“We have no authority to discuss the preliminaries of peace voted by the Assembly at Bordeaux.
“The member of the Central Committee, Delegate for Foreign Affairs.
“(Signed) PASCHAL GROUSSET.”
It was very logical of you, Monsieur Grousset, to avow that you had no authority to discuss the preliminaries of peace voted by the Assembly. What right had you then to substitute yourselves for it? He did not, however, thus remain midway in his diplomatic career, for after the election of the Commune he thought it his duty to address the following letter to the German authorities:—
“COMMUNE OF PARIS.
“To the Commander-in-chief of the 3rd Corps.
“The delegate of the Commune of Paris for Foreign Affairs has the honour to address to you the following observations:—
“The city of Paris, like the rest of France, is interested in the observance of the conditions of peace concluded with Prussia; she has therefore a right to know how the treaty will be executed. I beg you, in consequence, to have the goodness to inform me if the Government of Versailles has made the first payment of five hundred millions, and if in consequence of such payment, the chiefs of the German army have fixed the date for the evacuation of the part of the territory of the department of the Seine, and also of the forts which form an integral portion of the territory of the Commune of Paris.
“I shall be much obliged, General, if you will be good enough to enlighten me in this respect.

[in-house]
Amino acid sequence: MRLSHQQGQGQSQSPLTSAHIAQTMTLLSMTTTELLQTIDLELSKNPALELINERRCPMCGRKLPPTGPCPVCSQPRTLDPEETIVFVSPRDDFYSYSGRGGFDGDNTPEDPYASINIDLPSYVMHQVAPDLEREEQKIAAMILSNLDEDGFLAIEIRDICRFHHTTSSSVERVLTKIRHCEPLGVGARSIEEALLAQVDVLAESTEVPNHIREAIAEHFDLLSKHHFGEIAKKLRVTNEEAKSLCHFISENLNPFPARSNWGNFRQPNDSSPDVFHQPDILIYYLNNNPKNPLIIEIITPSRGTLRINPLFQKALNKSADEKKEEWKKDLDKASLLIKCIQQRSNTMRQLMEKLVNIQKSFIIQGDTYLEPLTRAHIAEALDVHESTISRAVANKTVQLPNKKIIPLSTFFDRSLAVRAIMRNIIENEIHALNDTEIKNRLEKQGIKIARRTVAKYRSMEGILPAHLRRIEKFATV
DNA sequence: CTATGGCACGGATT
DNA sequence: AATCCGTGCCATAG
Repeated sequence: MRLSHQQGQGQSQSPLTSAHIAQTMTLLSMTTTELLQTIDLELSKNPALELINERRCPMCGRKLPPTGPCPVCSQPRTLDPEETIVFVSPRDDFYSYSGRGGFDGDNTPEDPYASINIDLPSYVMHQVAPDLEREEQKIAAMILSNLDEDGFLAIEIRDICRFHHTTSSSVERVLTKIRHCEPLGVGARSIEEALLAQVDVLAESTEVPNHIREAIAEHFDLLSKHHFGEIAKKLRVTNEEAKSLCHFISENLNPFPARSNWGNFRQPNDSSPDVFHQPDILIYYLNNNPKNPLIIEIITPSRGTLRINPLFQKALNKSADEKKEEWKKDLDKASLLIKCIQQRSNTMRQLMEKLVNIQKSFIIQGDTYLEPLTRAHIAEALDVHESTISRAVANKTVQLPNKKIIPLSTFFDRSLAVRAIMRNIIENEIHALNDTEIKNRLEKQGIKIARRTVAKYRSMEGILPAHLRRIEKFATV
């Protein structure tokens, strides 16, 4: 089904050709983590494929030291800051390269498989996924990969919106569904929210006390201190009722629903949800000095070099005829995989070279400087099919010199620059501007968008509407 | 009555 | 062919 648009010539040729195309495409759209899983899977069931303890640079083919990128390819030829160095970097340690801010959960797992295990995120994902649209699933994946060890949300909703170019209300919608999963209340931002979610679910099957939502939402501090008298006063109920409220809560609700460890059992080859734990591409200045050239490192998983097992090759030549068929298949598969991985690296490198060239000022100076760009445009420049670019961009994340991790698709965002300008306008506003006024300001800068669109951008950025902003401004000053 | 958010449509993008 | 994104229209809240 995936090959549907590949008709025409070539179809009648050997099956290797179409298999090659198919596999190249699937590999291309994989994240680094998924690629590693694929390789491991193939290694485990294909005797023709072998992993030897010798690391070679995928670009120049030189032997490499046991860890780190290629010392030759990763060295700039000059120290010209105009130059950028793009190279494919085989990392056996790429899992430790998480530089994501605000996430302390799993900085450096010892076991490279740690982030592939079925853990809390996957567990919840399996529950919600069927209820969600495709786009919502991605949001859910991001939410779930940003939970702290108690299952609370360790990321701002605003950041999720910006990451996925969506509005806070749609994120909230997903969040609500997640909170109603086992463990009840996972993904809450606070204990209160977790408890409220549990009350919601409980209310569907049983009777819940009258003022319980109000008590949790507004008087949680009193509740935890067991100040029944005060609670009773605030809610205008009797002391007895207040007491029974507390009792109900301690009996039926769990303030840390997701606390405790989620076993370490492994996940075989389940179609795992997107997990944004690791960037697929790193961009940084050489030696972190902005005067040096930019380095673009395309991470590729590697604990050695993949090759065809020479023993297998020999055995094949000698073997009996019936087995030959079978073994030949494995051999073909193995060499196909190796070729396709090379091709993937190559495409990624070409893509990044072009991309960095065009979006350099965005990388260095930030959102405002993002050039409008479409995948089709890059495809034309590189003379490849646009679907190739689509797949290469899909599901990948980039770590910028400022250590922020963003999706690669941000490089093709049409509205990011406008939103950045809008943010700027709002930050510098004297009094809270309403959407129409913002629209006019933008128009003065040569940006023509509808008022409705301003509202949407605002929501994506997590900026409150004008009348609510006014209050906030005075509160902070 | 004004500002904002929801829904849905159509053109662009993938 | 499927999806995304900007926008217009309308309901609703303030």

“The Delegate for Foreign Affairs,
“(Signed) PASCHAL GROUSSET.”
The German general did not think fit, as far as we know, to send any answer to the above.
IV. (Page 88.)
There are certain legendary names which when spoken or remembered evoke a second image and raise a double personality, Castor implies Pollux; Ninos, Euryalus; Damon, Pythias. An inferior species of union connects Saint Anthony with his pig, Roland with his mare, and the infinitely more modern Gambon with his historic cow. He was “the village Hampden” of the Empire. By withstanding the tyranny of Caesar’s tax-gatherer and refusing to pay the imperial rates, he obtained a popularity upon which he existed until the Commune gave him power. His history is brief. About a year before the fall of the Second Empire, he declared that he would pay no more taxes imposed by the Government. Thereupon, all his realizable property, consisting of one cow, was seized by the authorities and sold for the benefit of the State. This procured him the commiseration of the entire party of irreconciliables. A subscription was opened in the columns of the Marseillaise to replace the sequestrated animal, and “La vache a Gambon”—“Gambon’s cow”—became a derisive party cry. Gambon had been a deputy in 1848, and when the Commune came into power took a constant though not remarkable part in its deliberations. He was appointed member of the Delegation of Justice on the twentieth of April.